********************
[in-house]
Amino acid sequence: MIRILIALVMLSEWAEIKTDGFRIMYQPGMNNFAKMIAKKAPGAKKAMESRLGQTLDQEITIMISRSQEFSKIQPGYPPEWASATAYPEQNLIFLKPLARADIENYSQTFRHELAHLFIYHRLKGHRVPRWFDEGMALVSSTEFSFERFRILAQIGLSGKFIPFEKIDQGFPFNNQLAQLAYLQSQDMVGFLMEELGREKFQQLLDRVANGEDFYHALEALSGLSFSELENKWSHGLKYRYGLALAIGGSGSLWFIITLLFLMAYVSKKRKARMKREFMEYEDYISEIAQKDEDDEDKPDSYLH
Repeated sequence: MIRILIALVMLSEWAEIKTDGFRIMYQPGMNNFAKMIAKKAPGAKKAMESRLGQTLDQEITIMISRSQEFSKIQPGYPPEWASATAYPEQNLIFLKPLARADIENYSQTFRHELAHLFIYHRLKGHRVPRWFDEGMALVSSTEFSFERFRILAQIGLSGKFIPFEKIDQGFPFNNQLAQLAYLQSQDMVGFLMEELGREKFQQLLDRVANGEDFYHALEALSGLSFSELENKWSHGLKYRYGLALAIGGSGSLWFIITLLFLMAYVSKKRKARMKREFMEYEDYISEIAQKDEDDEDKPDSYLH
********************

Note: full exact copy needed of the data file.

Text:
[in-house]
Amino acid sequence: MIRILIALVMLSEWAEIKTDGFRIMYQPGMNNFAKMIAKKAPGAKKAMESRLGQTLDQEITIMISRSQEFSKIQPGYPPEWASATAYPEQNLIFLKPLARADIENYSQTFRHELAHLFIYHRLKGHRVPRWFDEGMALVSSTEFSFERFRILAQIGLSGKFIPFEKIDQGFPFNNQLAQLAYLQSQDMVGFLMEELGREKFQQLLDRVANGEDFYHALEALSGLSFSELENKWSHGLKYRYGLALAIGGSGSLWFIITLLFLMAYVSKKRKARMKREFMEYEDYISEIAQKDEDDEDKPDSYLH
Repeated sequence: MIRILIALVMLSEWAEIKTDGFRIMYQPGMNNFAKMIAKKAPGAKKAMESRLGQTLDQEITIMISRSQEFSKIQPGYPPEWASATAYPEQNLIFLKPLARADIENYSQTFRHELAHLFIYHRLKGHRVPRWFDEGMALVSSTEFSFERFRILAQIGLSGKFIPFEKIDQGFPFNNQLAQLAYLQSQDMVGFLMEELGREKFQQLLDRVANGEDFYHALEALSGLSFSELENKWSHGLKYRYGLALAIGGSGSLWFIITLLFLMAYVSKKRKARMKREFMEYEDYISEIAQKDEDDEDKPDSYLH